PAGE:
Sexual abuse: What if it really IS as simple as being about the Golden Rule?

So we’re having a national conversation about sexual abuse…and that’s a very good thing. No woman should have to go through life carrying the memory of being sexually assaulted (or worse) by a man- especially one she may have trusted or looked up to.

As a society, we need to have an open and honest discussion about the social norms which fuel and enable sexual assault:

1) Men are entitled to sex, and
2) Men call the shots

Men need to understand that sex is not theirs for the taking; it’s not something due them because they’re in a position of power/horny/entitled/immature/insensitive. Women need to recognize their power and learn that no one can abuse them unless they allow it to happen. That’s an oversimplification, of course, but any conversation needs to begin somewhere.

For me, the bottom line is about respect. It’s about having respect for others and treating others as you would wish to be treated in return. The Golden Rule isn’t just a trite aphorism; it should be a minimum daily requirement.

Not only should we be examining the norms of appropriate and inappropriate sexual behavior, we need to determine how to deal with those revealed to have crossed those line. We should also examine how long society holds someone culpable. Is there a statute of limitations on sexually inappropriate behavior? Should there be?

What happens when a Harvey Weinstein, a Kevin Spacey, or a Louis C.K. are exposed for being sexual predators? Do we treat them as human beings who’ve made mistakes and can/should be reclaimed because they’re worthy of a second chance? Or do we toss them aside like garbage and consign them to the trash heap of history, forever to reside in a place of shame and opprobrium? Can they ever be considered safe enough to be allowed back into our good graces?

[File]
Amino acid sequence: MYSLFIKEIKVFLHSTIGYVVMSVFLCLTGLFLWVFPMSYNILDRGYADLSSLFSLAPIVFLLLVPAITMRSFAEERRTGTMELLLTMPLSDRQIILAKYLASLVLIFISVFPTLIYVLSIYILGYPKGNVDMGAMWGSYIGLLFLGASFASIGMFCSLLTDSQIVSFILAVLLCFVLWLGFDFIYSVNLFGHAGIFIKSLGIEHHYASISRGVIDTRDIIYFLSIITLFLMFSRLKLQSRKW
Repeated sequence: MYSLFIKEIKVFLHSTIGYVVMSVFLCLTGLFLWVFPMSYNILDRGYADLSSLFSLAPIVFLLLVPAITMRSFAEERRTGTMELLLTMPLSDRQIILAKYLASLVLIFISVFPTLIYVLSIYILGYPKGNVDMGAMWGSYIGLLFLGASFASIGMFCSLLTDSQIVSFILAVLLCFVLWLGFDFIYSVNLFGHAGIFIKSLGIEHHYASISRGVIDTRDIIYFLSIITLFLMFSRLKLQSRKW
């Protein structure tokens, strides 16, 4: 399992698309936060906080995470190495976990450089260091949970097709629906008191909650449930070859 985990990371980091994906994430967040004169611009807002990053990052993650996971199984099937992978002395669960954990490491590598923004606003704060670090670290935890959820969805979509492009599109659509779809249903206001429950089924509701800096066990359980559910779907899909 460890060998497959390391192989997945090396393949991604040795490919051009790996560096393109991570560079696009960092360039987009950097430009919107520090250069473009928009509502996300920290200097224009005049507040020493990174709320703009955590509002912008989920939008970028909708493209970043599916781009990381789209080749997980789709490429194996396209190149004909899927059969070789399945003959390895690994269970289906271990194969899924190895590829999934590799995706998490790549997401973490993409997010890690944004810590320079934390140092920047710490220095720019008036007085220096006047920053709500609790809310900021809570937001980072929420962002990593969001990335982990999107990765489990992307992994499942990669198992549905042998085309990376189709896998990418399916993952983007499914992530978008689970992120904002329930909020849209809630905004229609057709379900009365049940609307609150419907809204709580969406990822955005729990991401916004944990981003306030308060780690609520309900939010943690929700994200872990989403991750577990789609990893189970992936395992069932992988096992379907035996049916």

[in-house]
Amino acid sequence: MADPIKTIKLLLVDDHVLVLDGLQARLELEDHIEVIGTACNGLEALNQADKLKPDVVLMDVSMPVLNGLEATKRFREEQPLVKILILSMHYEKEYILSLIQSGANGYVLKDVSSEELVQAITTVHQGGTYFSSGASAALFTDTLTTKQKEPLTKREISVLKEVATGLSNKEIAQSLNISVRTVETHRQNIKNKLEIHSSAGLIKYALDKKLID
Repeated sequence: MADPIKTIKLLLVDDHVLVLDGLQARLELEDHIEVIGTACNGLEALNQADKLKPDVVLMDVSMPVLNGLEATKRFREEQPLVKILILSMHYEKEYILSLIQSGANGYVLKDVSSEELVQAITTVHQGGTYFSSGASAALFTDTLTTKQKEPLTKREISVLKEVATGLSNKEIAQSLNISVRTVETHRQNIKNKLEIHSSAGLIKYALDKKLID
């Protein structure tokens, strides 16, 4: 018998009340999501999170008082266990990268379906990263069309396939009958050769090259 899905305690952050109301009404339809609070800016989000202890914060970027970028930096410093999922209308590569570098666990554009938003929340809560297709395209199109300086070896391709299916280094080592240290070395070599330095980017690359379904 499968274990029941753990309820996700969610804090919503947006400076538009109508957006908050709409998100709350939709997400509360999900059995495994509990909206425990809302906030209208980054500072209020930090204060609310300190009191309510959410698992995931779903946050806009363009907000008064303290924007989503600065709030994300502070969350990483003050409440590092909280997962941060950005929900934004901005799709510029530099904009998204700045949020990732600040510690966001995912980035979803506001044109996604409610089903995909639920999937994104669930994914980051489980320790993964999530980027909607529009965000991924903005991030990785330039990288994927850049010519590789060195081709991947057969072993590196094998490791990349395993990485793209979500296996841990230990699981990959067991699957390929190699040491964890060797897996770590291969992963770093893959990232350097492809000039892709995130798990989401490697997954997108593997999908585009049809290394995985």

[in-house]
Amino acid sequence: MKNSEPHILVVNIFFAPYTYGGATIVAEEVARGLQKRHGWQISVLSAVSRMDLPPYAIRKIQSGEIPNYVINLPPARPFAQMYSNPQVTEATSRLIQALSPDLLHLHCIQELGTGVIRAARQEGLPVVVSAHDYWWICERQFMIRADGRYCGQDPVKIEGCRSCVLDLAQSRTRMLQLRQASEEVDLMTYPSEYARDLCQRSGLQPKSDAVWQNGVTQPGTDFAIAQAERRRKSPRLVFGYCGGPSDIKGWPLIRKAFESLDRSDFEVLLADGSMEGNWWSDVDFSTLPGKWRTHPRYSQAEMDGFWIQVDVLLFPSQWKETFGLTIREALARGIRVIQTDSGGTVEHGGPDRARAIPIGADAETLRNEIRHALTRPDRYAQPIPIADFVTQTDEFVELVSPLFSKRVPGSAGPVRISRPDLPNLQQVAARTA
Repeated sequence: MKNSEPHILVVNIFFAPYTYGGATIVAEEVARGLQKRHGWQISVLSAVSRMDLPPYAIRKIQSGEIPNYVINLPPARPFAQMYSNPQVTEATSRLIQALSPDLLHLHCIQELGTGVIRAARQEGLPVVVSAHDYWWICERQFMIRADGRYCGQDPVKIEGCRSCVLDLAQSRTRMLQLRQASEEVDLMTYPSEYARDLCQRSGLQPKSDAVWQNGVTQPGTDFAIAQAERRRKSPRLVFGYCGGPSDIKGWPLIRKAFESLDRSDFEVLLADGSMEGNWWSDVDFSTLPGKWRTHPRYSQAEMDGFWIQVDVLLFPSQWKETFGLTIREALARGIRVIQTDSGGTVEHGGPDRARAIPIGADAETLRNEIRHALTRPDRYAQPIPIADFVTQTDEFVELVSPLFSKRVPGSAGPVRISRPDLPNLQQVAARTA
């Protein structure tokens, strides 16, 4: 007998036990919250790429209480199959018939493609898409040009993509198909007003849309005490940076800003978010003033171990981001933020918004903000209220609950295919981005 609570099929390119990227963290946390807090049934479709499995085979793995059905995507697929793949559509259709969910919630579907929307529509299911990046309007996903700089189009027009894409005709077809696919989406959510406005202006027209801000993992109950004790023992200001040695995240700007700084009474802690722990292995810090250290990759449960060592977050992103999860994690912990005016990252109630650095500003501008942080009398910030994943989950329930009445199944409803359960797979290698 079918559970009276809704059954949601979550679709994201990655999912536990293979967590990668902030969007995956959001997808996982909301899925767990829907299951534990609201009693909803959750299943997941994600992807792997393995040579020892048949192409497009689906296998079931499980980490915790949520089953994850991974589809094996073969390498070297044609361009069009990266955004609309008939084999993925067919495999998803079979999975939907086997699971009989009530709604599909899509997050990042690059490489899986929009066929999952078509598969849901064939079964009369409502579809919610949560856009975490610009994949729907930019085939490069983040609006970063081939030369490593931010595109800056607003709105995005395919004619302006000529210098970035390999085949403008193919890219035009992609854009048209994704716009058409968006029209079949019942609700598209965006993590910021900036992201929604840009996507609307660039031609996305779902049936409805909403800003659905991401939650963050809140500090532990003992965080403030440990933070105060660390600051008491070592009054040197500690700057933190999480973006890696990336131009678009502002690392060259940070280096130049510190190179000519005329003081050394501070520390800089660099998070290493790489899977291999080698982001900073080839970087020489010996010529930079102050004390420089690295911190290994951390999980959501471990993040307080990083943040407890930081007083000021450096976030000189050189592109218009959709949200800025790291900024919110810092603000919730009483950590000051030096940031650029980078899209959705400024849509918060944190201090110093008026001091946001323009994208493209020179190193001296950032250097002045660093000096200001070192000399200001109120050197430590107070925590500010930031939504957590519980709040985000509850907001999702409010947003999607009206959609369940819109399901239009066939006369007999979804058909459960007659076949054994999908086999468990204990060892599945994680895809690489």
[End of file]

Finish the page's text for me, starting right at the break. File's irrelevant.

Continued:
I’m asking these questions because I don’t have the answers…and I believe any conversation about sexual abuse must include the search for those answers. Are abusers simply to be shunned as unsalvageable…or is there a way we might see our way clear to welcoming them back into polite society? Are we a society that believes in forgiveness and second chances? Or are some crimes so heinous, so unforgivable, and so far beyond the pale that those guilty of them should never again be allowed to walk in the light?

I don’t know where we should go from here. I DO believe we as a society need to encourage and respect women and girls willing to tell their stories. We need to believe them and do whatever’s necessary to help them heal and lead lives in which they can trust men to treat them with kindness, respect, and compassion.

Men need to take a good, long look at their own past behavior towards women. We need to acknowledge our mistakes, apologize when necessary and appropriate, and resolve to be better going forward. I don’t believe ANY man- myself included- can claim to have never behaved inappropriately towards a woman. Being sexually attracted to a woman doesn’t provide a license to act on that attraction simply because one possesses a penis. Sex should be something shared between consenting adults, and it should be a mutually agreed upon experience. When someone abuses their position in order to take sex, that interaction crosses the line to abuse, perhaps even assault.

Someone once told me there’s a very good yardstick to be used in any situation in which sex becomes part of the equation? They always asked themselves if it’s something they’d want to happen to their daughter. Or they’d ask themselves if their mother would approve of their behavior If the answer is “NO” on either count, one should be asking themselves why they’re doing it. It’s just a variation of the Golden Rule, but they’re very good questions.

I get it. Having a penis is a wonderful thing…but it can, if not properly managed, lead to situations in which a power imbalance is used to take something which should be given freely. Or not, depending on the feelings and desires of the woman in question.

It’s about respect. It’s about treating women as if they’re more than just sexual beings. It shouldn’t be about men believing they have a right to sex because they’re the ones with the penis…and they have “needs.”

This conversation we’ve started is a good thing, but there’s a long way to go before we can consider the matter resolved. If every journey begins with a single step, at least we appear to be heading in the right direction.

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